LONDON — With a trinity of degrees from Harvard and a philosophical approach to business, Scott Malkin is a rare bird in the retail property world. The founder and chairman of Value Retail, Malkin is a firm believer in brick-and-mortar stores, but recognizes that retail needs to evolve and become a spectacle again.
“Ralph Waldo Emerson talked about how the journey was more important than the destination. That’s our world; we’re about delivering an ever-more-relevant journey,” said Malkin, a London-based Connecticut native who grew up in the property business — his father once owned the Empire State Building — and counts the late Marvin Traub, Burt Tansky and Sergio Loro Piana among his mentors.
Malkin moved to London in 1992 and opened his first high-end outlet center — Bicester Village, near Oxford — in 1995. At first, it was somewhat of a struggle to convince European designer brands about the American concept of an outlet selling their out-of-season merchandise. But Malkin, despite his laid-back demeanor and still-strong New England drawl, is nothing if not determined, and pressed on.
Today, Value Retail operates 11 outlet centers throughout Europe and China, and his investments go beyond property. He also co-owns the New York Islanders. During an interview at Bicester, Malkin talked about the future of luxury outlet shopping, what he’s learned from the hospitality business and why American retailers are flailing.
WWD: How has retail evolved — or not — since you’ve been in business?
Scott Malkin: It’s all about the consumer, serving the consumer. It’s about brand, it’s about value, and what people in this country define very successfully as “value for money.” In the U.S. people call it the “value equation.” Going back in history, the notion of great, personalized and, in some ways, customized experiences are always what made the spectacle of retail, the energy of the experience, relevant. Today, people talk enthusiastically about “experiential” retail. In fact, if one is practical about this, the term isn’t really what’s at issue. The issue is, on a relative basis, delivering the same high quality of experience. And what was considered a high-quality experience 10 years ago by definition can’t be a high-quality experience today, yet principles are consistent. The notion that a curated and highly evolved experience are worth a premium in price and friction costs [the direct and indirect costs associated with the execution of financial transactions] is unchanged.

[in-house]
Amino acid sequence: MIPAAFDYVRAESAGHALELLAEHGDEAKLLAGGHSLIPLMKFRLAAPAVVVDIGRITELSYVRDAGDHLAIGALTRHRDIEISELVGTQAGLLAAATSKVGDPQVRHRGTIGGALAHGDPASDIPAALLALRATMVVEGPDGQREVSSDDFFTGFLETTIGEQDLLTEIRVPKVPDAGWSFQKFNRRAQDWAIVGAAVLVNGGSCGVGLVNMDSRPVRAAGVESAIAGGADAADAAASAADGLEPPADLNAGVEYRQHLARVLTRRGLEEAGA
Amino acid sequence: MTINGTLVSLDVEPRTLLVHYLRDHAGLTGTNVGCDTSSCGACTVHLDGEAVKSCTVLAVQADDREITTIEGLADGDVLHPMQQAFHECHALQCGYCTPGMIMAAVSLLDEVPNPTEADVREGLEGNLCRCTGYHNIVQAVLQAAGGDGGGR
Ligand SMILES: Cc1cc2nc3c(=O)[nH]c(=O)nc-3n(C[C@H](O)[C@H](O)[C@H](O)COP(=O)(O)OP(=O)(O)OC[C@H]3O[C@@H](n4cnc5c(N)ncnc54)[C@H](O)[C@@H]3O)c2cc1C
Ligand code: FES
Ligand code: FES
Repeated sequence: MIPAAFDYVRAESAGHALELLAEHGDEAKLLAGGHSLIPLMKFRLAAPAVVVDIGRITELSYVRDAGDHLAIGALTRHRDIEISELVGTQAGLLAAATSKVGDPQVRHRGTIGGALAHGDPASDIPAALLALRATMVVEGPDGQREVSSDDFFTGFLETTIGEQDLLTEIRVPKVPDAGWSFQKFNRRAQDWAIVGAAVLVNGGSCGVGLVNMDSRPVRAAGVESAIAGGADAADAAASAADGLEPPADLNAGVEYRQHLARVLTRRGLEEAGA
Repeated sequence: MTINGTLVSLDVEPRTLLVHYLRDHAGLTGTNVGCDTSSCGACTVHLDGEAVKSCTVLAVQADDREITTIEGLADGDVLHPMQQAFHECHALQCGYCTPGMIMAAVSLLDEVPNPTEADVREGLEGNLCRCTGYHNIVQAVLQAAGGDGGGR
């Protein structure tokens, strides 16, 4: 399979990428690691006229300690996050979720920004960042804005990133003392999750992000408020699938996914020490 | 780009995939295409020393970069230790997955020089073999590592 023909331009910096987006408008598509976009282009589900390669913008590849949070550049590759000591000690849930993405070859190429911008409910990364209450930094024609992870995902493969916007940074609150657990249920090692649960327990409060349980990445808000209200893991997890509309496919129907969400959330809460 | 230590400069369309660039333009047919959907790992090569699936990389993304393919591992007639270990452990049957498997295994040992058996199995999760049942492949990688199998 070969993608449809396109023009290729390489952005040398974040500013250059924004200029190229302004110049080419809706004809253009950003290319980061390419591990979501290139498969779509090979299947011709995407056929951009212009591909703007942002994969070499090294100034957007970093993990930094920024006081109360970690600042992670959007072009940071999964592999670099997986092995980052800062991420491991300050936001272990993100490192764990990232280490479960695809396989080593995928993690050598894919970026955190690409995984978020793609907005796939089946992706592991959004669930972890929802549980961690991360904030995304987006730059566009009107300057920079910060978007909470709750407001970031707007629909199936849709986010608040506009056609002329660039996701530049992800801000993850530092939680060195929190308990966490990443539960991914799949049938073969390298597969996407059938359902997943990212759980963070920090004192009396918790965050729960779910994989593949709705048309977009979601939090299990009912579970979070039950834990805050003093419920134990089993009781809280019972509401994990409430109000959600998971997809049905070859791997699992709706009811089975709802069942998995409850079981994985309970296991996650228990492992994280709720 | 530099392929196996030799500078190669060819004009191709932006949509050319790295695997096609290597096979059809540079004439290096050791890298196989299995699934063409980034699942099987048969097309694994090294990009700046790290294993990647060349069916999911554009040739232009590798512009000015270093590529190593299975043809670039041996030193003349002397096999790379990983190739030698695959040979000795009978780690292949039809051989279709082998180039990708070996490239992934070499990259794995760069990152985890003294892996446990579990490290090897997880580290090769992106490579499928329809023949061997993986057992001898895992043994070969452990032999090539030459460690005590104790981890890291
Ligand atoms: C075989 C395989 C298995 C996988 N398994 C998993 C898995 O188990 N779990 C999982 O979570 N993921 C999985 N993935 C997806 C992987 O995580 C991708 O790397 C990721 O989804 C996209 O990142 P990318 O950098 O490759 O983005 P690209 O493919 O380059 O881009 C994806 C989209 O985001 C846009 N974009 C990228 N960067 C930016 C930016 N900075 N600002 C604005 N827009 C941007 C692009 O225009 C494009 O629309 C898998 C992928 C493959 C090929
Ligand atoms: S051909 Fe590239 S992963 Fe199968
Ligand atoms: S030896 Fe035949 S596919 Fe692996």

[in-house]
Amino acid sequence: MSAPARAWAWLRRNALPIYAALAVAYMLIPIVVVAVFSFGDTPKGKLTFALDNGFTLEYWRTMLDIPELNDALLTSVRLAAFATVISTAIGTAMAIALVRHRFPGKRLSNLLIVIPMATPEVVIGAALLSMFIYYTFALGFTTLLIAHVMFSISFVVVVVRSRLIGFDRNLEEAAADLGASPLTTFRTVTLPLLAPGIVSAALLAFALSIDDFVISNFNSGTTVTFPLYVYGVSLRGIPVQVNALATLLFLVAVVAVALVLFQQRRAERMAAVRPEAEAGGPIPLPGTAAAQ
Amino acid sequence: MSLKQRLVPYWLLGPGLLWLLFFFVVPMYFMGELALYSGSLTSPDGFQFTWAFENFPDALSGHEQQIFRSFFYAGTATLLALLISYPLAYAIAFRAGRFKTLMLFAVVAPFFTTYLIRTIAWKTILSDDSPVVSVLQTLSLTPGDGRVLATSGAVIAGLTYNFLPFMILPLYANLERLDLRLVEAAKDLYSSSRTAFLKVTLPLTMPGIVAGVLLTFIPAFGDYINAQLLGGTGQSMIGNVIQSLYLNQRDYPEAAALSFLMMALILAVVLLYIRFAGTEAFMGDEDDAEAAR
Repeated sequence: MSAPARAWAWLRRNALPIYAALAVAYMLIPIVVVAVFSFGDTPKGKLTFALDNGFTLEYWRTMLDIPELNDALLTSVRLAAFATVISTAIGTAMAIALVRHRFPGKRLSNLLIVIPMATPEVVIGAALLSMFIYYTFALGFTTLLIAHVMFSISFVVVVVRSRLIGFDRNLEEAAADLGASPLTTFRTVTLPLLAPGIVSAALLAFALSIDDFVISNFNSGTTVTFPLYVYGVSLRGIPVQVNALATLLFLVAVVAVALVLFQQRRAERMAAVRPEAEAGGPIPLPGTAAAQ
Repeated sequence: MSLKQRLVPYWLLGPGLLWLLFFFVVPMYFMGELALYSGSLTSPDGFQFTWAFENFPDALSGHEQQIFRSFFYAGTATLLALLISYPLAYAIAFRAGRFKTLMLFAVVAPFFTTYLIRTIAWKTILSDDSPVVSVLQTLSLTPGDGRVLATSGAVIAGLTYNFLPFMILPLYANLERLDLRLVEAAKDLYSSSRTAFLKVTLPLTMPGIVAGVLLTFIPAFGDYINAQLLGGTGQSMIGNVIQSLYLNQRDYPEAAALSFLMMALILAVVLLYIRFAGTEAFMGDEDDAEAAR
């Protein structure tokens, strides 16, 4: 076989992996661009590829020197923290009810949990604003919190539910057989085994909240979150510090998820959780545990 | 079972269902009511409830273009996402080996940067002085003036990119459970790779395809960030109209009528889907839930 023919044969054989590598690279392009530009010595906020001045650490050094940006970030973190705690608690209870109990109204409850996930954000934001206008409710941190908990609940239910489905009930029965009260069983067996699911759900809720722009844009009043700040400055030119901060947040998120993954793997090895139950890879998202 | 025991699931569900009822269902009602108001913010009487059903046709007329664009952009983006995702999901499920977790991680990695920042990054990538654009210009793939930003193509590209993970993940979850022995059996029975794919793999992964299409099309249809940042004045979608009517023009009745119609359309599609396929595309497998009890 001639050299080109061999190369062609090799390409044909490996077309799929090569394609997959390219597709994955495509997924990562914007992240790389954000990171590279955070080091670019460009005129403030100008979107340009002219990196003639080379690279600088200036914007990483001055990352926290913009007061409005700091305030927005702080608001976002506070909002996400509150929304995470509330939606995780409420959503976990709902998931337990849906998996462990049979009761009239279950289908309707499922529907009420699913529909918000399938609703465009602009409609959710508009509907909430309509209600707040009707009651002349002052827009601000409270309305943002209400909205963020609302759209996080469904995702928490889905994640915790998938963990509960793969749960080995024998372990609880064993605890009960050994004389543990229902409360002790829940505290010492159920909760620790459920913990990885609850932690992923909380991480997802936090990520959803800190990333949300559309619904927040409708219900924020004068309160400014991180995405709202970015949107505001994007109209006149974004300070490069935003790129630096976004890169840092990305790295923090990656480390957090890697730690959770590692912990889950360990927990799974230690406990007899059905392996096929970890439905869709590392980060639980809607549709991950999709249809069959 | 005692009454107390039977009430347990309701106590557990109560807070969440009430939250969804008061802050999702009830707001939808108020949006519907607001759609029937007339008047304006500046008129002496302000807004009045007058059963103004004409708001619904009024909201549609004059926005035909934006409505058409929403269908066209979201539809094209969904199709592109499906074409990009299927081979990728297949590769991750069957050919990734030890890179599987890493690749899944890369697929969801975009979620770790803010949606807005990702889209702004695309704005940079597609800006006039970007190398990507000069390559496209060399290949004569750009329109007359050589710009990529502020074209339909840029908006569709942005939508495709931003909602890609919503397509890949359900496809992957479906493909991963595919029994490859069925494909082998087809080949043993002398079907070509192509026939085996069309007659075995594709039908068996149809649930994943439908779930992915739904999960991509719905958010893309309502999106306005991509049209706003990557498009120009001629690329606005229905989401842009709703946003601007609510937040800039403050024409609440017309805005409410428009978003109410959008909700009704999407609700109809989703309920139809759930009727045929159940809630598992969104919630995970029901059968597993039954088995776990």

WWD: What makes people buy today?
S.M.: To the extent that anything becomes commoditized — be it fashion or words — one has to go beyond. Experience should touch emotion. Emotional recognition is what leads to memories. The job of our teams is to deliver special, highly qualitative memories through experience. That’s what a great purchase is, a gift. A gift is less about the item, more about the giver, the occasion. We all have too many things, but a special gift, when someone says, “Wow, the thought or effort that went into that!” The care, the attention — that’s what we’re looking at now. That’s what we were looking at 25 years ago; it’s the root of what we do.
There’s nothing recognizable in that today in American department stores; they’ve been cheapened and commoditized. The pressure is on the brands, and the stores are often tempted to take shortcuts. I think that the U.S. distribution picture today, from department stores right the way through to outlet centers, reflects the industry. In the end the brands turned a blind eye to the diminishing of quality and brand equity. It went past the point of no return.
WWD: So what’s the solution for the U.S. retailers?
S.M.: I think that the U.S. will have to be reinvented, and the U.S. department store model, to the extent that it survives, will have to return to its roots in offering real value in experience, selection and service. These are not new concepts. Delivery of those concepts and qualities is much more difficult than simply declaring them. What we’ve had for a period of time in the U.S. is people promising one thing and delivering another. They have excuses generally — including online. We live in a transparent world now, that’s the point about tech. Authenticity is everything, which was always true, but it’s much more powerfully true today. You see that in the commercial and political environments, in cultural issues. Things aren’t really happening in a surprising way. They’re incredibly predictable, but easier to understand if one is looking forward, rather than backward.
WWD: You’ve often described Value Retail as being in the business of hospitality, as well as retail. Where and how do the two intersect?